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Watermelon

Watermelon Found to Function as Natural Viagra

Sunday, November 16, 2008 by: David Gutierrez, staff writer
Tags: watermelon, health news, Natural News

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(NaturalNews) New research suggests that watermelon may produce effects in the body similar to that of Viagra, perhaps pointing the way to a natural remedy for men suffering from erectile dysfunction, says Bhimu Patil of Texas A&M University.

Research conducted by Patil and others has recently revealed that the flesh of watermelon contains higher levels of the amino acid citrulline than researchers had thought. Until then, most of the citrulline was believed to reside in the inedible rind of the fruit.

"We have known that watermelon has citrulline," Patil said, "[but] watermelon has more citrulline in the edible part than previously believed."

This is significant because the body converts citrulline into arginine, another amino acid that functions as a precursor to nitric oxide. Nitric oxide, in turn, plays a critical role in the dilation of blood vessels and the process of penile erection.

The drug Viagra functions primarily by targeting the nitric oxide signaling pathway in the penis.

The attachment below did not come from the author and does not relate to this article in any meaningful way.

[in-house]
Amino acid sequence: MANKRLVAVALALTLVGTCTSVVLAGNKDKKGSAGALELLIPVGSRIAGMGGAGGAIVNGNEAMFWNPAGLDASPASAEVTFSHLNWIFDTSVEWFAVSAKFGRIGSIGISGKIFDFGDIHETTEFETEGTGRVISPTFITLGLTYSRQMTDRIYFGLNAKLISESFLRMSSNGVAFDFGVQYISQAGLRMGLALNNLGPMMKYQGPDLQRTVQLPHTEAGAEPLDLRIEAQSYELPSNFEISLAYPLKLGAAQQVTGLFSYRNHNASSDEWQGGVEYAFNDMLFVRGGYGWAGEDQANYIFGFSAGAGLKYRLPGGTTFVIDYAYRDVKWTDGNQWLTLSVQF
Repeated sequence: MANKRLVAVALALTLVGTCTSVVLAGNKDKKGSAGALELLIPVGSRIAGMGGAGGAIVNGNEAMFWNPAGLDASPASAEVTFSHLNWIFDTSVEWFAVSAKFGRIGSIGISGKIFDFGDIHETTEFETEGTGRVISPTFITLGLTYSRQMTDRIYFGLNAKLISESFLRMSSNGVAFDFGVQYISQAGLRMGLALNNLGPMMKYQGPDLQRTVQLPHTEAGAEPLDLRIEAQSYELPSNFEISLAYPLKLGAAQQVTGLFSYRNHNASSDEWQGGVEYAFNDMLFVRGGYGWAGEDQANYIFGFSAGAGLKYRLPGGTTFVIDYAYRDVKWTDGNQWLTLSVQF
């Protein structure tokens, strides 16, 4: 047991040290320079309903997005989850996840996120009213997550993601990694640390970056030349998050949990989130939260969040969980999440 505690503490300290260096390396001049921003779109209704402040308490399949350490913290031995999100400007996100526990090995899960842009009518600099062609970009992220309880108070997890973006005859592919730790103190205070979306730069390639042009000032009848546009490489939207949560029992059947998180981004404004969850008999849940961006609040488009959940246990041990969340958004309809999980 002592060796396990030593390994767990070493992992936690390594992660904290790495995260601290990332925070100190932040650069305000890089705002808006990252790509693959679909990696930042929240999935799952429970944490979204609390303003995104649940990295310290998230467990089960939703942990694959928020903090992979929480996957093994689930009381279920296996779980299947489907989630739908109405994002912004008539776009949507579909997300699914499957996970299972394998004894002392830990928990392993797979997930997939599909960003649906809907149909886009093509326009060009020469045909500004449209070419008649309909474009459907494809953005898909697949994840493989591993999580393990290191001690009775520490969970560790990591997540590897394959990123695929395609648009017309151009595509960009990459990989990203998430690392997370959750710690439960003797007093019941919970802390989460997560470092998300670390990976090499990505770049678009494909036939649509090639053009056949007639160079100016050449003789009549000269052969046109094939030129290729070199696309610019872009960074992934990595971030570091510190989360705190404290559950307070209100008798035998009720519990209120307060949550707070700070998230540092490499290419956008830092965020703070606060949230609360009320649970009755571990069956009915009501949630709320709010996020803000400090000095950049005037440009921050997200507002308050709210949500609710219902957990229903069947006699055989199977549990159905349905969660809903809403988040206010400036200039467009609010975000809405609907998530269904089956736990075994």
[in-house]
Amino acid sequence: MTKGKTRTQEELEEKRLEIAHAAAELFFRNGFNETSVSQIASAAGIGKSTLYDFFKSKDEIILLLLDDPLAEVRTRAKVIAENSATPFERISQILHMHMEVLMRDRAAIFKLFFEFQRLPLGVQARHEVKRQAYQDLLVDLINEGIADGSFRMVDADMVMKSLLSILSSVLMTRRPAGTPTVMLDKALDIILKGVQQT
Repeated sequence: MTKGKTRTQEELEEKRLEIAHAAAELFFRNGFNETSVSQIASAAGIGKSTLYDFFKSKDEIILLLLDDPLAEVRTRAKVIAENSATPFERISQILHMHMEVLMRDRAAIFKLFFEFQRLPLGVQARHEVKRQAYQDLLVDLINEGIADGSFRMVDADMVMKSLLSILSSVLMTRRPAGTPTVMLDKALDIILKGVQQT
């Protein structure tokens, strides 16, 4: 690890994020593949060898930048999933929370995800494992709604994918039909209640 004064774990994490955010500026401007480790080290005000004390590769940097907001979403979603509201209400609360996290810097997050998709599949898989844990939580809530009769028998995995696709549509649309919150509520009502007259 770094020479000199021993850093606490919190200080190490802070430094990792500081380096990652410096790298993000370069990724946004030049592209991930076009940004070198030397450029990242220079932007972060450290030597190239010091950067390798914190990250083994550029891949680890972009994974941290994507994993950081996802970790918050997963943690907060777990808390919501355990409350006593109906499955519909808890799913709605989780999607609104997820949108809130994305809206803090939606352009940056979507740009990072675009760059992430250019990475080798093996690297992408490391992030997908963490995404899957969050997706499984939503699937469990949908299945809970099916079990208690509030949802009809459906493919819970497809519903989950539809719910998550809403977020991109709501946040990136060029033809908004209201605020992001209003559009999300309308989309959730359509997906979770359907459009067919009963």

Patil hopes that other researchers will begin to directly study watermelon's effects on erection. But some are skeptical.

Just because nitric oxide is required for an erection, "that doesn't mean eating something that is rich in citrulline will make enough arginine that it will lead to better penile erections," said Irwin Goldstein, editor-in-chief of The Journal of Sexual Medicine and a former consultant for companies that make erectile dysfunction drugs.

"The vast majority of Americans produce enough arginine," he said. "Men with erectile dysfunction are not deficient in arginine."

Patil acknowledges that he doesn't know how much watermelon a man would need to eat to have an effect. Knowing that a four-ounce serving of watermelon contains approximately 150 milligrams of citrulline does not tell researchers what effects that much citrulline will have in the body, he said.

He did note that in a 2007 study, participants were able to increase their arginine levels 11 percent in three weeks by drinking three eight-ounce glasses of watermelon juice per day.

Sources for this story include: www.cbsnews.com.
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